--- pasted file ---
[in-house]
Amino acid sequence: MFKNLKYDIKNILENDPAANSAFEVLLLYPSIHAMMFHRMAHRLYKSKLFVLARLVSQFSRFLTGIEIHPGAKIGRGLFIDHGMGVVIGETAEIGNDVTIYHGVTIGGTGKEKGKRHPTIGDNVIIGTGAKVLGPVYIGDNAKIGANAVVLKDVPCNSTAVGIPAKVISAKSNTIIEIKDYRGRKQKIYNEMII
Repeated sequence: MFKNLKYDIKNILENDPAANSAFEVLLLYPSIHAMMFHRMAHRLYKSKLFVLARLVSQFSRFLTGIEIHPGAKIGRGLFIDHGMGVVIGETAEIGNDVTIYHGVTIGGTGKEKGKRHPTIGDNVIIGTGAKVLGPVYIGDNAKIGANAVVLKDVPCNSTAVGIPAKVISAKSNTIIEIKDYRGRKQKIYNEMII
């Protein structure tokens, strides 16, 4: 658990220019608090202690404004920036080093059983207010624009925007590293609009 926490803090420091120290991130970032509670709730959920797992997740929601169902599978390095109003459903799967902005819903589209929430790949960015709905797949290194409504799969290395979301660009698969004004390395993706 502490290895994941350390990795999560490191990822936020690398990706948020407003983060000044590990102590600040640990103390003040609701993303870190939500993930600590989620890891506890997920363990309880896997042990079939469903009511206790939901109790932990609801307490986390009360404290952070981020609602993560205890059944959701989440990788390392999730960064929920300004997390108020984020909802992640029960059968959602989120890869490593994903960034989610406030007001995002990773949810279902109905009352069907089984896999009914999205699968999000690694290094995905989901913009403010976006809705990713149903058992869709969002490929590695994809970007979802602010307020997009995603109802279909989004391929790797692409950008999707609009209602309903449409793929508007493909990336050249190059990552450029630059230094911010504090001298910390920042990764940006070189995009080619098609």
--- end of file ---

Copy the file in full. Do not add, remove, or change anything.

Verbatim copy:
[in-house]
Amino acid sequence: MFKNLKYDIKNILENDPAANSAFEVLLLYPSIHAMMFHRMAHRLYKSKLFVLARLVSQFSRFLTGIEIHPGAKIGRGLFIDHGMGVVIGETAEIGNDVTIYHGVTIGGTGKEKGKRHPTIGDNVIIGTGAKVLGPVYIGDNAKIGANAVVLKDVPCNSTAVGIPAKVISAKSNTIIEIKDYRGRKQKIYNEMII
Repeated sequence: MFKNLKYDIKNILENDPAANSAFEVLLLYPSIHAMMFHRMAHRLYKSKLFVLARLVSQFSRFLTGIEIHPGAKIGRGLFIDHGMGVVIGETAEIGNDVTIYHGVTIGGTGKEKGKRHPTIGDNVIIGTGAKVLGPVYIGDNAKIGANAVVLKDVPCNSTAVGIPAKVISAKSNTIIEIKDYRGRKQKIYNEMII
């Protein structure tokens, strides 16, 4: 658990220019608090202690404004920036080093059983207010624009925007590293609009 926490803090420091120290991130970032509670709730959920797992997740929601169902599978390095109003459903799967902005819903589209929430790949960015709905797949290194409504799969290395979301660009698969004004390395993706 502490290895994941350390990795999560490191990822936020690398990706948020407003983060000044590990102590600040640990103390003040609701993303870190939500993930600590989620890891506890997920363990309880896997042990079939469903009511206790939901109790932990609801307490986390009360404290952070981020609602993560205890059944959701989440990788390392999730960064929920300004997390108020984020909802992640029960059968959602989120890869490593994903960034989610406030007001995002990773949810279902109905009352069907089984896999009914999205699968999000690694290094995905989901913009403010976006809705990713149903058992869709969002490929590695994809970007979802602010307020997009995603109802279909989004391929790797692409950008999707609009209602309903449409793929508007493909990336050249190059990552450029630059230094911010504090001298910390920042990764940006070189995009080619098609």